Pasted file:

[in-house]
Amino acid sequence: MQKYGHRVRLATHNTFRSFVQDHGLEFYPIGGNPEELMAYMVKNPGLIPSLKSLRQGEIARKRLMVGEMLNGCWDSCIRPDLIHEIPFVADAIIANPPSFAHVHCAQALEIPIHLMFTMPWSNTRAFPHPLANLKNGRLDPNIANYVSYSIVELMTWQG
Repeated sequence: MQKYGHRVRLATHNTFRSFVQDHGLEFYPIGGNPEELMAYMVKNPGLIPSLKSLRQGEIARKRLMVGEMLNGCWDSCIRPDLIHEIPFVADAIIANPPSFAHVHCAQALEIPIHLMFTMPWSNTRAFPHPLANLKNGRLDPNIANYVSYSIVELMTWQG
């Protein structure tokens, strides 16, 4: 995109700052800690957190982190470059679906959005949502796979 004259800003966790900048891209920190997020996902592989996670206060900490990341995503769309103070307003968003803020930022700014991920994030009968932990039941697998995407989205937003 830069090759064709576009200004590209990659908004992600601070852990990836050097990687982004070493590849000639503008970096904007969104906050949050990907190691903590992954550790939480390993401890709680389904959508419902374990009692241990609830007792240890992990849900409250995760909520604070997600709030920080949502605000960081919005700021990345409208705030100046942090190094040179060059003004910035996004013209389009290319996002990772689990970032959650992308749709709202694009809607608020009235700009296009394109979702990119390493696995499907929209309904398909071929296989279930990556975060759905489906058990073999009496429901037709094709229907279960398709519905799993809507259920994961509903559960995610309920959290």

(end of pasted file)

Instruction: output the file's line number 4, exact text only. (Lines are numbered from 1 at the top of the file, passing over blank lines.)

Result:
């Protein structure tokens, strides 16, 4: 995109700052800690957190982190470059679906959005949502796979 004259800003966790900048891209920190997020996902592989996670206060900490990341995503769309103070307003968003803020930022700014991920994030009968932990039941697998995407989205937003 830069090759064709576009200004590209990659908004992600601070852990990836050097990687982004070493590849000639503008970096904007969104906050949050990907190691903590992954550790939480390993401890709680389904959508419902374990009692241990609830007792240890992990849900409250995760909520604070997600709030920080949502605000960081919005700021990345409208705030100046942090190094040179060059003004910035996004013209389009290319996002990772689990970032959650992308749709709202694009809607608020009235700009296009394109979702990119390493696995499907929209309904398909071929296989279930990556975060759905489906058990073999009496429901037709094709229907279960398709519905799993809507259920994961509903559960995610309920959290």